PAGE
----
In need of a read? Our team of writers have picked out their favourite fiction tales based around our sport

Hannah Holden, Dan Murphy and George Oldham have picked out the five best golf fiction books for you.

Amen Corner

Rick Shefchik

The only thing better than a good crime book is a good crime book about golf. Even better, one that discusses all the small little ridiculous political golf rules that often go unspoken.

Sam Skarda is a police detective who has won the US Publinx and with it an invitation to play in the Masters. On the morning he arrives at Augusta the body of the rules committee chairman is found near the 12th green. Evidence suggests the murder may be linked to an ongoing protest by a women’s group demanding the club admit women members. Skarda is tasked with finding the killer before the investigation invades Augusta National’s privacy.

Shefchik uses the scene of Augusta and the game of golf as a brilliant background to a smart fiery plot line. Not only did I find the whole thing extremely entertaining, I also learnt a new thing or two about Augusta National.

Since we’ve missed our Augusta fun at the start of this year why not get your fair share in this fun read. HH

The Golf Omnibus

PG Wodehouse

I can think of no better time either to revisit or to discover this inimitable collection of short stories from another age.

The pure escapism of Wodehouse’s genius can rarely have seemed more appealing.

Yes, the social constructs he describes have long passed; yet there remain many universal truths. The world may have changed but human nature is a constant.

The Oldest Member is almost invariably the star of the show but barely a story passes without telling us something profound about ourselves – all encased within quintessentially English silliness and frippery.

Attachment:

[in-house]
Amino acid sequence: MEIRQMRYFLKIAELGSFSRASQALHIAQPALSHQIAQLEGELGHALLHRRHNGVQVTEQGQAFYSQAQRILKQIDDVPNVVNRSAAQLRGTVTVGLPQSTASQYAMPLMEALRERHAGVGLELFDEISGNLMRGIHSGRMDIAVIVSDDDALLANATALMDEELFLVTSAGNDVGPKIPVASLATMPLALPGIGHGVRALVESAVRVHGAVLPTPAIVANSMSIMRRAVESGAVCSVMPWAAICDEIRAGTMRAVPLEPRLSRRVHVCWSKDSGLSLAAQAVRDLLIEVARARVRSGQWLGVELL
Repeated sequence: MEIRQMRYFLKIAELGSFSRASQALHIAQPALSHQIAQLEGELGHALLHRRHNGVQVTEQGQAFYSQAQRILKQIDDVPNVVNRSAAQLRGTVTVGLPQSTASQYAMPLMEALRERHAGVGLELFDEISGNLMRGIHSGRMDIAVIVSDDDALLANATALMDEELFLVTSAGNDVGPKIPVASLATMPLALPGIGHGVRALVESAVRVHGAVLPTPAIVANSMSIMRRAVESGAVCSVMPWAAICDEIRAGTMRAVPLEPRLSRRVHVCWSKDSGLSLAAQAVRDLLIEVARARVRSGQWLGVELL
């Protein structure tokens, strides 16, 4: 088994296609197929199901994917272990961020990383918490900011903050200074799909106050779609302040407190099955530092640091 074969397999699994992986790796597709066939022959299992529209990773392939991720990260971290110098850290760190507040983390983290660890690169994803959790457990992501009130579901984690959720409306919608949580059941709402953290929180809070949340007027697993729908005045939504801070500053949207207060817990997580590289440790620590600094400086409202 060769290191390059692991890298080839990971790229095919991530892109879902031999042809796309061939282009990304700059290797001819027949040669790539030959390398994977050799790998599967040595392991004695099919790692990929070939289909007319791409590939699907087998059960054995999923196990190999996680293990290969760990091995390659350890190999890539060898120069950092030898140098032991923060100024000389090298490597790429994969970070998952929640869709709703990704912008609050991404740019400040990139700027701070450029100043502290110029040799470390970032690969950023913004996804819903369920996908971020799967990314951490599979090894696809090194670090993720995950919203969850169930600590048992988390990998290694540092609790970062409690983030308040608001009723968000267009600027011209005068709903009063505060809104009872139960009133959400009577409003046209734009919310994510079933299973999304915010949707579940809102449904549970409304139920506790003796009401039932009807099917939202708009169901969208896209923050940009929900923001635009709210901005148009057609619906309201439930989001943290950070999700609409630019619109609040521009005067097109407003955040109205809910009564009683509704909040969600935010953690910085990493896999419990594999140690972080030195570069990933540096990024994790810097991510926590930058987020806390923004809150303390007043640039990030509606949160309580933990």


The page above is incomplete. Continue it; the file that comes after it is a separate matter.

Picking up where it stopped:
Oh, and the stories are genuinely funny. DM

Golf Dreams

John Updike

John Updike is a literary giant. Famed for his “Rabbit” Angstrom, Pulitzer Prize winning series, he is, though, as average a golfer – his best ever handicap was 18 – as he is a great writer.

However, his love of the game is perfectly encapsulated in this wise and hilarious collection of 30 essays in three parts, ‘Learning the Game’, ‘Playing the Game’, and ‘Loving the Game’.

The Daily Telegraph said that “Updike has anatomised the greatness of golf with an eloquence only Wodehouse has matched”.

Golf Dreams is worth reading for Updike’s flights of fancy on swing thoughts alone, but its comprehensive and compassionate view of all aspects of this game of the highest highs and lowest lows, makes it a classic. GO

The Downhill Lie: A Hacker’s Return to a Ruinous Sport

Carl Hiaasen

I don’t know which of the great crime writers, Elmore Leonard or Carl Hiaasen, makes me laugh out loud more, but as this list is about golf, I have to point you in the direction of Florida’s finest.

As his fans know, his territory is of criminal mayhem and of ecological heroes battling dastardly developers, often attempting to despoil pristine everglades with the artifice of golf courses.

What many of his readers may not be aware of was that, once a reasonable college golfer, he gave the game up in his 20s out of frustration at his lack of progress.

This hilarious account of his return to the game in middle age under the illusion that he might have improved with maturity is a lesson, and consolation, to us all. GO

Heart of a Goof

PG Wodehouse

Intrigued by the title, I first picked this off the school library shelves nearly 70 years ago. What on earth was a goof?

Thanks to The Oldest Member who relates the nine golf stories within, I was about to learn that he is a man “who has allowed golf to get too great a grip upon him”. From the moment I read the dedication: “To my daughter Leonora without whose sympathy and encouragement this book would have been finished in half the time” and the very first line of the first story “it was a morning when all nature shouted ‘Fore’” I was hooked.

I still am by the man who coined such lines as “He missed short putts because of the uproar of the butterflies in the adjoining fields”. Now we are illogically denied access to a perfectly safe game, played in acres of open air with safe social distancing, we can at least escape to Plum’s idyllic world set in Elysian fields. GO

What’s your favourite golf fiction book? Let us know in the comments below, or you can tweet us.

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